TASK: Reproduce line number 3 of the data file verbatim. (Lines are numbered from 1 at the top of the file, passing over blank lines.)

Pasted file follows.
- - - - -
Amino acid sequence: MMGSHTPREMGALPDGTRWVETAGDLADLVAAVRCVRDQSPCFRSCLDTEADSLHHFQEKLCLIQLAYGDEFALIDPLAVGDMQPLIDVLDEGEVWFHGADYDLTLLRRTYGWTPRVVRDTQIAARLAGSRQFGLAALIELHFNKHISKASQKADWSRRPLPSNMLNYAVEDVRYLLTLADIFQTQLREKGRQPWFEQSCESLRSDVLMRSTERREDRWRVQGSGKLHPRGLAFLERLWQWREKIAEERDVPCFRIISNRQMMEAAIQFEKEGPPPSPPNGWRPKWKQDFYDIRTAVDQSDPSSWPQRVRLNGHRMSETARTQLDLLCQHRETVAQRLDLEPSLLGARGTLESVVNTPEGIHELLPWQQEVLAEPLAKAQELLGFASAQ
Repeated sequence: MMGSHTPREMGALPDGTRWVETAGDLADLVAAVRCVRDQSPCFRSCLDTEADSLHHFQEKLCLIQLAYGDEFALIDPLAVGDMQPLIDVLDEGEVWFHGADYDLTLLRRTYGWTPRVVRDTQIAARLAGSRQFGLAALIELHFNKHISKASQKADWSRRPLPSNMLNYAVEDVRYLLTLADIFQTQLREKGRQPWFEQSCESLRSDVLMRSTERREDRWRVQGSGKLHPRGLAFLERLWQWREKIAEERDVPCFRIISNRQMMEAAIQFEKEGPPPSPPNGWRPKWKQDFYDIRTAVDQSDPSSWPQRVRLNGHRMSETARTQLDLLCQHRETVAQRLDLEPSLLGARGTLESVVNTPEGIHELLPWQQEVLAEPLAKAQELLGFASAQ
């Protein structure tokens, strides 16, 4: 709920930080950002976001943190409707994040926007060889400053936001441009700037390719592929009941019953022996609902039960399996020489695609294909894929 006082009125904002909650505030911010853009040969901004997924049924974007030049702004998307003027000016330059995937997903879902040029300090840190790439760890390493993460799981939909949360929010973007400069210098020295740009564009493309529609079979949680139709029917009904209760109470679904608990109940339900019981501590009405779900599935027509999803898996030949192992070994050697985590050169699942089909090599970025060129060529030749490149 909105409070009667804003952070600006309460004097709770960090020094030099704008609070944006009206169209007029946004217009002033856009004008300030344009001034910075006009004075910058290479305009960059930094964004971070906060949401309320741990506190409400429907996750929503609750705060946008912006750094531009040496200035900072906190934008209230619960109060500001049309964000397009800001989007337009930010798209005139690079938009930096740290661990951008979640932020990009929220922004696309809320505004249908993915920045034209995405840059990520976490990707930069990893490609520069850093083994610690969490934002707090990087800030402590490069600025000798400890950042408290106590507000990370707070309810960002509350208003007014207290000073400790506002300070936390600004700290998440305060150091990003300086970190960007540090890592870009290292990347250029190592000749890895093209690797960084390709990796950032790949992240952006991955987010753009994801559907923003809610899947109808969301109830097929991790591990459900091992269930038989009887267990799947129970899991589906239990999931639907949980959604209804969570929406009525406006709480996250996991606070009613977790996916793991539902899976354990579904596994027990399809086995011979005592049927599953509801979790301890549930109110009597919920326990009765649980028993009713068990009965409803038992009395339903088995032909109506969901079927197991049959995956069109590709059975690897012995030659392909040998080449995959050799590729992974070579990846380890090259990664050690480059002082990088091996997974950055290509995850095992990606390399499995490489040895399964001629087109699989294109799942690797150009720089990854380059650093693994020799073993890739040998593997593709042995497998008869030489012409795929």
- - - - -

């Protein structure tokens, strides 16, 4: 709920930080950002976001943190409707994040926007060889400053936001441009700037390719592929009941019953022996609902039960399996020489695609294909894929 006082009125904002909650505030911010853009040969901004997924049924974007030049702004998307003027000016330059995937997903879902040029300090840190790439760890390493993460799981939909949360929010973007400069210098020295740009564009493309529609079979949680139709029917009904209760109470679904608990109940339900019981501590009405779900599935027509999803898996030949192992070994050697985590050169699942089909090599970025060129060529030749490149 909105409070009667804003952070600006309460004097709770960090020094030099704008609070944006009206169209007029946004217009002033856009004008300030344009001034910075006009004075910058290479305009960059930094964004971070906060949401309320741990506190409400429907996750929503609750705060946008912006750094531009040496200035900072906190934008209230619960109060500001049309964000397009800001989007337009930010798209005139690079938009930096740290661990951008979640932020990009929220922004696309809320505004249908993915920045034209995405840059990520976490990707930069990893490609520069850093083994610690969490934002707090990087800030402590490069600025000798400890950042408290106590507000990370707070309810960002509350208003007014207290000073400790506002300070936390600004700290998440305060150091990003300086970190960007540090890592870009290292990347250029190592000749890895093209690797960084390709990796950032790949992240952006991955987010753009994801559907923003809610899947109808969301109830097929991790591990459900091992269930038989009887267990799947129970899991589906239990999931639907949980959604209804969570929406009525406006709480996250996991606070009613977790996916793991539902899976354990579904596994027990399809086995011979005592049927599953509801979790301890549930109110009597919920326990009765649980028993009713068990009965409803038992009395339903088995032909109506969901079927197991049959995956069109590709059975690897012995030659392909040998080449995959050799590729992974070579990846380890090259990664050690480059002082990088091996997974950055290509995850095992990606390399499995490489040895399964001629087109699989294109799942690797150009720089990854380059650093693994020799073993890739040998593997593709042995497998008869030489012409795929």